Imagine the stream of firms that venture in to their respective FDA District offices to give presentations on their Warning Letter response and to offer their assurance that they truly “get it”. You can be sure that theses firms had several “dress rehearsals” to hone their material before stepping into what they perceive to be hostile territory. Their presentations were carefully crafted by the VP, SVP, EVP and vetted by the lawyers. Consultants who claimed to have “been there and done that” were invited guests to the prep meetings to give their insight into what “sells” at the FDA.
When the meetings at the FDA are over, the firm’s representatives heave a sigh of relief and offer each other high-fives that it went well, because it “felt good.” It “felt good” because no one on the FDA side of the table objected or got upset. So they go back to their colleagues and claim victory. The story gets exaggerated and turns into something like, “They really liked our presentation.”
In my experience, the only thing that “sells” at the Agency is results. The FDA “response” is a practiced, decidedly-neutral expression that never is meant to signal agreement or acceptance. It’s all part of their “We’ll see it for ourselves when we come back to re-inspect,” modus operandi.
However, we are starting to see a very interesting twist at FDA that suggests they have finally figured out that there is more they can do to ensure effective action than sit through fancy presentations acting nonplussed while having smoke blown up their proverbial tailpipe.
The new twist is embedded in the Teva Warning Letter dated January 31, 2011, but only recently posted on the FDA website. (The delay of which I always find quite curious.)
The overall theme of Teva’s Warning Letter is a problem of cross-contamination. Teva dutifully responded with their corrective action plan, which baited the usual response from the FDA–with a bit of a twist.
We recognize that your October 7, 2010 response states that you are in the process of developing a risk management program for control of cross-contamination of the products produced at the Jerusalem Oral Solid Dosage (OSD) plant. However, you did not submit that plan, or data to support the effectiveness of the plan, with your response. We also recognize your commitment to finish the risk assessment within four months. Please provide us with any update on your timeline, and the identification of resources allocated to address this issue.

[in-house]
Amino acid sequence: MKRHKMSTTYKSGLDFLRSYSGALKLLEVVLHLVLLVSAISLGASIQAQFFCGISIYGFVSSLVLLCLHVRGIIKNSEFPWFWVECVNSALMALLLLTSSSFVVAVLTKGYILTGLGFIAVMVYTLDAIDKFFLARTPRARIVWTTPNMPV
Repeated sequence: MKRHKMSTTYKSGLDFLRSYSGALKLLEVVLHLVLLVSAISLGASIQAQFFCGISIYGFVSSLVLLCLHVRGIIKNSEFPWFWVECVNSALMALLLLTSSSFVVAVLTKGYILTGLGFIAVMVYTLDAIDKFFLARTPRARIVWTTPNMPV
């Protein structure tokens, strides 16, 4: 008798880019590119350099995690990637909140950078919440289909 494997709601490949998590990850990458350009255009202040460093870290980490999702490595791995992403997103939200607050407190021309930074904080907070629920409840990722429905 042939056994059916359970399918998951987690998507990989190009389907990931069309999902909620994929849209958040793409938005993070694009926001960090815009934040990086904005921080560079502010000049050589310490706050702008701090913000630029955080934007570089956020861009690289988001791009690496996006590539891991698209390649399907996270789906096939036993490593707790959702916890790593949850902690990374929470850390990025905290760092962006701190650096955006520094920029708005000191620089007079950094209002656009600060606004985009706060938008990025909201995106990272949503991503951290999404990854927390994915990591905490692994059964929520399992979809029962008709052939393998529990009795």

It is not uncommon for the FDA to expect a plan and timeline in a response. In fact, it is a frequent failing of companies to not provide a plan or timeline for completing corrective actions. However, in the case of Teva, FDA also requested the allocated resources to be identified.
That’s the twist, and that’s huge.
Frankly, this makes a lot of sense. The most successful corrective action plans have been those where the direct responsible individuals are named and appear in detailed project plans. There is a clear picture of what success looks like and how to get there. But most of all, the resources are identified to execute the work.
The regulation has always required sufficient numbers of qualified individuals to perform operations; so specifically asking about resource allocation to do the work is fair game.
In the past, the sincere delivery of a good presentation might have passed with the usual skepticism. Now be prepared to tell about the resources to pull it off.
Without the resources, it’s just another pretty presentation.
republished and adapted from the QA Pharm